BBC Radio 3: Drama on 3
Broadcast: Sunday 23rd November 2008 @ 8:00 p.m.
"The Pattern of Painful Adventures" is a radio play on the circumstances surrounding William Shakespeare's writing of the play
"Pericles, Prince of Tyre" and the sickness of his brother Edmund's child, told in flashback by his daughter Susannah, playwright John
Marston and William's secretary, Robinson. It links the play to the marriage of Susannah and the birth of her daughter and to the similar
themes of daughters, forests, storms, shipwrecks and lost infants from "As You Like It", "The Winter's Tale" and "The Tempest". It is
named after "The Pattern of Painful Adventures", a main source for "Pericles".
It's 1607 as the play opens and the Bard's life is at a turning point. Business is going well, but Will Shakespeare urgently needs a
collaborator for his latest play. To make matters more complicated, his beloved daughter is getting married and his brother has a sick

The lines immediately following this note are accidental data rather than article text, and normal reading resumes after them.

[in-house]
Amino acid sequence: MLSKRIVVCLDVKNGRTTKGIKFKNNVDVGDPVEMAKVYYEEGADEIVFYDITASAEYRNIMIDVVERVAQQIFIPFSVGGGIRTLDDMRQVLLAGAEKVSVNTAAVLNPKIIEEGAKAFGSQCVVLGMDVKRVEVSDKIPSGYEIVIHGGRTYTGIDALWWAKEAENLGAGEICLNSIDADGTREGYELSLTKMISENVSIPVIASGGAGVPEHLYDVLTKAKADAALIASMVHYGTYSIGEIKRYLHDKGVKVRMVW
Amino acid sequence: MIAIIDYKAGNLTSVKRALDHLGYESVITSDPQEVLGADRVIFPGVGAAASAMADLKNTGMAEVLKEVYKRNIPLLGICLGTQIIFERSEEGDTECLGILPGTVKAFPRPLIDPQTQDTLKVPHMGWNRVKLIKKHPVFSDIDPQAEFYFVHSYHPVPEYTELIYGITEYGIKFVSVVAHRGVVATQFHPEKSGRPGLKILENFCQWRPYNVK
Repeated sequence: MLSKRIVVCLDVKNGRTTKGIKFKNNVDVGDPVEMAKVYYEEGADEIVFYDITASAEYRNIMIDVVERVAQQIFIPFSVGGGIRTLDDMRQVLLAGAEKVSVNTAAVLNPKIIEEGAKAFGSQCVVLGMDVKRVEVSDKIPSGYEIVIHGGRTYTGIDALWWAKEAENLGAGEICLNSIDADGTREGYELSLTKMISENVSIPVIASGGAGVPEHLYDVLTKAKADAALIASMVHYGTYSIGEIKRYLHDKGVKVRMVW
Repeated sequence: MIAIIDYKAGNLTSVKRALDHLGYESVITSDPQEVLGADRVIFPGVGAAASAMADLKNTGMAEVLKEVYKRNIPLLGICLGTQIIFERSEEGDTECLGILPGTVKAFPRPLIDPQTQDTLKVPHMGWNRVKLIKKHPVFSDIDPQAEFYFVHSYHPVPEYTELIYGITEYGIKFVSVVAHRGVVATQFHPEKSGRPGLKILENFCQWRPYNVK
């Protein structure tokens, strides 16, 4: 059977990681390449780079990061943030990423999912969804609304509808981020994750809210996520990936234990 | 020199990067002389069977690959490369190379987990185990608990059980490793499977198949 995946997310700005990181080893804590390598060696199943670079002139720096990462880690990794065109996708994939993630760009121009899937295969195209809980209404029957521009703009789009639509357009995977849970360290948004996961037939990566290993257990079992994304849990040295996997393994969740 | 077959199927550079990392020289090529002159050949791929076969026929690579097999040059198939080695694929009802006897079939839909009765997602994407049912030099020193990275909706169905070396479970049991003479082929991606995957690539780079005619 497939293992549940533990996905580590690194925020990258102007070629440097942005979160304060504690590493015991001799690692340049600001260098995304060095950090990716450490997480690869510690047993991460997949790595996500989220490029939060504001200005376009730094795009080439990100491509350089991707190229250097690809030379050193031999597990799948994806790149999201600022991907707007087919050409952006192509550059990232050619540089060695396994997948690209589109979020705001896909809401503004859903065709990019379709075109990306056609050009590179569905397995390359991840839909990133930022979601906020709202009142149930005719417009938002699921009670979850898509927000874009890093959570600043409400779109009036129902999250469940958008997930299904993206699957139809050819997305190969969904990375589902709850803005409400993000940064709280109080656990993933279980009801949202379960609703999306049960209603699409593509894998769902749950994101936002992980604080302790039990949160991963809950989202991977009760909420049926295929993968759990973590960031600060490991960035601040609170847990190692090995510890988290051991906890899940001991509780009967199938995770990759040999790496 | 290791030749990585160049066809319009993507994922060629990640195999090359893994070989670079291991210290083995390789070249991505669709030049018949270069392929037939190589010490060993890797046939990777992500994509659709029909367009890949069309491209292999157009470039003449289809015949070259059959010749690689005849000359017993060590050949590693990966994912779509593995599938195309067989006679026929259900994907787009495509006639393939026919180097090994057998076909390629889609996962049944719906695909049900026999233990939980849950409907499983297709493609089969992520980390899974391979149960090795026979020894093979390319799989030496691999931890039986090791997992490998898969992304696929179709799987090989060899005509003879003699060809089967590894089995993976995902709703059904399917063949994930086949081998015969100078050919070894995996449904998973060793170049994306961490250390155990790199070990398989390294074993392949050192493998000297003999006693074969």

child and is in need of a job.
With Antony Sher [William Shakespeare], Helen Longworth [Susannah Shakespeare], Will Keen [Jack Robinson], Stephen Critchlow
[John Marston], Chris Pavlo [George Wilkins], Joseph Kloska [Edmund Shakespeare], John Rowe [Richard Burbage], and Robert
Lonsdale [William Ostler / Robert Johnson].
Directed by Jeremy Mortimer
Laurence Joyce, RT reviewer:
It's 1607 and William Shakespeare is suffering from a severe case of writer's cramp. His brother Edmund is living with a whore and his
daughter Susannah is about to marry, but the Globe needs fresh plays and Shakespeare's inability to hold a quill means he's forced to
farm out some of the writing. Stephen Wakelam's imaginative drama gives us the backstage lowdown on George Wilkins, a freelance
hack and brothel owner engaged to help rehash an old story, "The Painful Adventures", into what will become "Pericles". The script has
plenty of "in" jokes for Shakespeare fans to spot, and Antony Sher is on good form as the Bard, though it's the superb John Rowe, as
the actor Richard Burbage, who has some of the best lines. Not surprising, really, because these were written by William Shakespeare.
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